Hundreds of thousands of Cubans who have begun receiving new, locally produced vaccines against COVID-19 in the past few days the government has ramped up an inoculation campaign.
This mass vaccination campaign is happening before releasing formal Phase III data on the vaccines’ effectiveness and safety.
The island’s health minister, José Angel Portal Miranda, announced on May 7 that officials are still processing information from the unusually large Phase III trials of the two vaccine candidates, which covered 400,000 people overall.
But he said that beginning mass vaccines now “has more benefits than risks. … The number of sick and deceased is going to decrease.”
Officials also have not given data on results from trials in other countries, such as Iran, that were reportedly testing the Cuban candidates.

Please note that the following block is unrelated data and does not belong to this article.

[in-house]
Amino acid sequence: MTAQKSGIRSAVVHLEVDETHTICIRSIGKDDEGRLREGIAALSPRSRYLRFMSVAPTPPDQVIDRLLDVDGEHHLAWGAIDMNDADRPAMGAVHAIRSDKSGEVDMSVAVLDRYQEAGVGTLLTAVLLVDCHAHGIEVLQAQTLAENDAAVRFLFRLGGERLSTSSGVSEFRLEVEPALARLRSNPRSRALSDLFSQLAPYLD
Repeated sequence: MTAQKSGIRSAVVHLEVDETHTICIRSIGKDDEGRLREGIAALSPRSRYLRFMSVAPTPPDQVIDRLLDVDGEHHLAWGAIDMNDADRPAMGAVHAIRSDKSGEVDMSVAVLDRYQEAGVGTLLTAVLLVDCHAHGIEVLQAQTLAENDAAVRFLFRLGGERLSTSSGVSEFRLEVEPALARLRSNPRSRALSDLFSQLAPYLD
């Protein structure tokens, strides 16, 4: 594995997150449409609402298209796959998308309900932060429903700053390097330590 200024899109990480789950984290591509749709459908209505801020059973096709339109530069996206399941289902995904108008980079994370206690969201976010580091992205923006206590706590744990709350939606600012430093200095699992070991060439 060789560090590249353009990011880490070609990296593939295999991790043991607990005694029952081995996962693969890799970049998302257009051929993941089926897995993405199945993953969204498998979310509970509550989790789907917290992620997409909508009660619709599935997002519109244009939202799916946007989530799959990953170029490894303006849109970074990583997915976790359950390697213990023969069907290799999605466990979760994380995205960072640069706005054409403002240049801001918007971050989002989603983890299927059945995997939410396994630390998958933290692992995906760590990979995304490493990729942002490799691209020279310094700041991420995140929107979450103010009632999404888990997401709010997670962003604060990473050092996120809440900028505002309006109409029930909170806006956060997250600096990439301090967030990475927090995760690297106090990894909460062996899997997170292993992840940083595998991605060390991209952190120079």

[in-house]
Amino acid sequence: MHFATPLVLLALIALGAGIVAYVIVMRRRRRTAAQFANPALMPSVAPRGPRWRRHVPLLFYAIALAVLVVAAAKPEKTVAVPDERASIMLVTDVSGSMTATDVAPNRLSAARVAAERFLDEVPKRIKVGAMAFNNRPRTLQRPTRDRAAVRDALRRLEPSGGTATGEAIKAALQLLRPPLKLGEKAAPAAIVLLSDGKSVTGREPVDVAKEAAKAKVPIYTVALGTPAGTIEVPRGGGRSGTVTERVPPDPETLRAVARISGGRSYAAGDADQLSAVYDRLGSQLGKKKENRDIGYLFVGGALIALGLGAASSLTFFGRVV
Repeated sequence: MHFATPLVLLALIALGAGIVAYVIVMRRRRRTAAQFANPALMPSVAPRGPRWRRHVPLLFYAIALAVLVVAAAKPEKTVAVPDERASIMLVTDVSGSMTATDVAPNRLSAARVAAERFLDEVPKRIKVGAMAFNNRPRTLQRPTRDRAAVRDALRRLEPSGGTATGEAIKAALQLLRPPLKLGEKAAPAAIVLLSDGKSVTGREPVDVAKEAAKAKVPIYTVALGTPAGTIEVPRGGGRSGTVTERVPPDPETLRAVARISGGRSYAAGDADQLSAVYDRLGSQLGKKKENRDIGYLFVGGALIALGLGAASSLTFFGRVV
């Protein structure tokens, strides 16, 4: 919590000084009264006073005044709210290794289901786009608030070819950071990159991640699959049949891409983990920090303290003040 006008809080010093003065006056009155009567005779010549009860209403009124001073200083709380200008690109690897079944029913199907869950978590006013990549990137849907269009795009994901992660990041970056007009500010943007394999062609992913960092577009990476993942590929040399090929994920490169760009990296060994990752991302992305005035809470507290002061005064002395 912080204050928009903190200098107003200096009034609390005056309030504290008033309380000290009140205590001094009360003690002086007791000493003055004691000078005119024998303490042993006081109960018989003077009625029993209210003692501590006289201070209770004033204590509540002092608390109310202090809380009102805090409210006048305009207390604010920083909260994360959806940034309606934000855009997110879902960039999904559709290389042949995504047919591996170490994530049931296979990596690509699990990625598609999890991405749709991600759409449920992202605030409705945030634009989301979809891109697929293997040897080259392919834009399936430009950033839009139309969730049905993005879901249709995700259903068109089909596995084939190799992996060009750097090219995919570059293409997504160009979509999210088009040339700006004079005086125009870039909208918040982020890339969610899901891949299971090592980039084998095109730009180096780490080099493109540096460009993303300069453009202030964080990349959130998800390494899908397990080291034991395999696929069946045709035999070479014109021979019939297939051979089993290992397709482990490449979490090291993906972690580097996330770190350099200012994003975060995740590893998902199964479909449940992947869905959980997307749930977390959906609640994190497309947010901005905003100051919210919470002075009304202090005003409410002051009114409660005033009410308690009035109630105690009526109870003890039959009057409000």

The vaccines are a point of pride for a small and relatively poor nation of 11 million people that has prioritized its medical sector and has long boasted of exporting its own pharmaceuticals across the globe. While other Latin American nations are producing foreign vaccines under license, only Cuba so far has developed its own.
Officials say inoculations are taking place as well in the provinces, with plans to cover 70% of the adult population by the end of August.
Cuba is experiencing an outbreak of infections that began last December after months in which some localities went weeks without cases. Since the pandemic began in March 2020, Cuba has reported 121,838 cases and 785 deaths. But 31,346 of those cases came last month.